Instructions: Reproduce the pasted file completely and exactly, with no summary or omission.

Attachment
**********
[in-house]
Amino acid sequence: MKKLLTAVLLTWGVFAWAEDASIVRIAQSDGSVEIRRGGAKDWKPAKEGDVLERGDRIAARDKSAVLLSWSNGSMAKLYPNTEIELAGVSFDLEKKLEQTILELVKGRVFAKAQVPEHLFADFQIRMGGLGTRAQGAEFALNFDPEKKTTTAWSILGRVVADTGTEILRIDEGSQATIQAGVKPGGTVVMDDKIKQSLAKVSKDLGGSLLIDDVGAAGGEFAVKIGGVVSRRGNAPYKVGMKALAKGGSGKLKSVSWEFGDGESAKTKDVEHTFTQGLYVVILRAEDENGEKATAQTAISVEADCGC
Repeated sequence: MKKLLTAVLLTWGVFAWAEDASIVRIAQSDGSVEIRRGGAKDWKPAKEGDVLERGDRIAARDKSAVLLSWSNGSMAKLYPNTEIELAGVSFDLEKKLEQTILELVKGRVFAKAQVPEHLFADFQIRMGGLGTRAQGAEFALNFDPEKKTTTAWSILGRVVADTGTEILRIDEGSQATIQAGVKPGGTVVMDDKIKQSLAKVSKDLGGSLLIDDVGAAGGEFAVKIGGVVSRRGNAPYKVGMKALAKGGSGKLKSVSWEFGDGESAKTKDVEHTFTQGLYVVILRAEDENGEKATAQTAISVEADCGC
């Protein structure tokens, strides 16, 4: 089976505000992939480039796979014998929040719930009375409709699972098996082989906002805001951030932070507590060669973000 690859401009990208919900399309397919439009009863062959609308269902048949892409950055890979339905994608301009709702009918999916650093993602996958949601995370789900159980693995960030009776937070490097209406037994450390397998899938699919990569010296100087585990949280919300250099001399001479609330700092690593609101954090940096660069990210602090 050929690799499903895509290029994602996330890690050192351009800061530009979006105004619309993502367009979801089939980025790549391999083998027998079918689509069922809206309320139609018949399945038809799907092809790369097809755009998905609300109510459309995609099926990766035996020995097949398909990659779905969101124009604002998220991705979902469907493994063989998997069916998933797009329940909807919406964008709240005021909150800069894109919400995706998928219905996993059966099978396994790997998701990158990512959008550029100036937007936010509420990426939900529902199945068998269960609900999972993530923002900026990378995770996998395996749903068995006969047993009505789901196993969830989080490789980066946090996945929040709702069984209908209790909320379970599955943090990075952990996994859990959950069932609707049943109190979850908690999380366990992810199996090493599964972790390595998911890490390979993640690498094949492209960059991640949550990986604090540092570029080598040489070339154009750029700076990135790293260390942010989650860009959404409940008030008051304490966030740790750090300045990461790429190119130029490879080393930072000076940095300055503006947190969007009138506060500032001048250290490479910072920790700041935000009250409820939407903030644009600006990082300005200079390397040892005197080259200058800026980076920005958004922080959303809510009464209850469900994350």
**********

[in-house]
Amino acid sequence: MKKLLTAVLLTWGVFAWAEDASIVRIAQSDGSVEIRRGGAKDWKPAKEGDVLERGDRIAARDKSAVLLSWSNGSMAKLYPNTEIELAGVSFDLEKKLEQTILELVKGRVFAKAQVPEHLFADFQIRMGGLGTRAQGAEFALNFDPEKKTTTAWSILGRVVADTGTEILRIDEGSQATIQAGVKPGGTVVMDDKIKQSLAKVSKDLGGSLLIDDVGAAGGEFAVKIGGVVSRRGNAPYKVGMKALAKGGSGKLKSVSWEFGDGESAKTKDVEHTFTQGLYVVILRAEDENGEKATAQTAISVEADCGC
Repeated sequence: MKKLLTAVLLTWGVFAWAEDASIVRIAQSDGSVEIRRGGAKDWKPAKEGDVLERGDRIAARDKSAVLLSWSNGSMAKLYPNTEIELAGVSFDLEKKLEQTILELVKGRVFAKAQVPEHLFADFQIRMGGLGTRAQGAEFALNFDPEKKTTTAWSILGRVVADTGTEILRIDEGSQATIQAGVKPGGTVVMDDKIKQSLAKVSKDLGGSLLIDDVGAAGGEFAVKIGGVVSRRGNAPYKVGMKALAKGGSGKLKSVSWEFGDGESAKTKDVEHTFTQGLYVVILRAEDENGEKATAQTAISVEADCGC
């Protein structure tokens, strides 16, 4: 089976505000992939480039796979014998929040719930009375409709699972098996082989906002805001951030932070507590060669973000 690859401009990208919900399309397919439009009863062959609308269902048949892409950055890979339905994608301009709702009918999916650093993602996958949601995370789900159980693995960030009776937070490097209406037994450390397998899938699919990569010296100087585990949280919300250099001399001479609330700092690593609101954090940096660069990210602090 050929690799499903895509290029994602996330890690050192351009800061530009979006105004619309993502367009979801089939980025790549391999083998027998079918689509069922809206309320139609018949399945038809799907092809790369097809755009998905609300109510459309995609099926990766035996020995097949398909990659779905969101124009604002998220991705979902469907493994063989998997069916998933797009329940909807919406964008709240005021909150800069894109919400995706998928219905996993059966099978396994790997998701990158990512959008550029100036937007936010509420990426939900529902199945068998269960609900999972993530923002900026990378995770996998395996749903068995006969047993009505789901196993969830989080490789980066946090996945929040709702069984209908209790909320379970599955943090990075952990996994859990959950069932609707049943109190979850908690999380366990992810199996090493599964972790390595998911890490390979993640690498094949492209960059991640949550990986604090540092570029080598040489070339154009750029700076990135790293260390942010989650860009959404409940008030008051304490966030740790750090300045990461790429190119130029490879080393930072000076940095300055503006947190969007009138506060500032001048250290490479910072920790700041935000009250409820939407903030644009600006990082300005200079390397040892005197080259200058800026980076920005958004922080959303809510009464209850469900994350």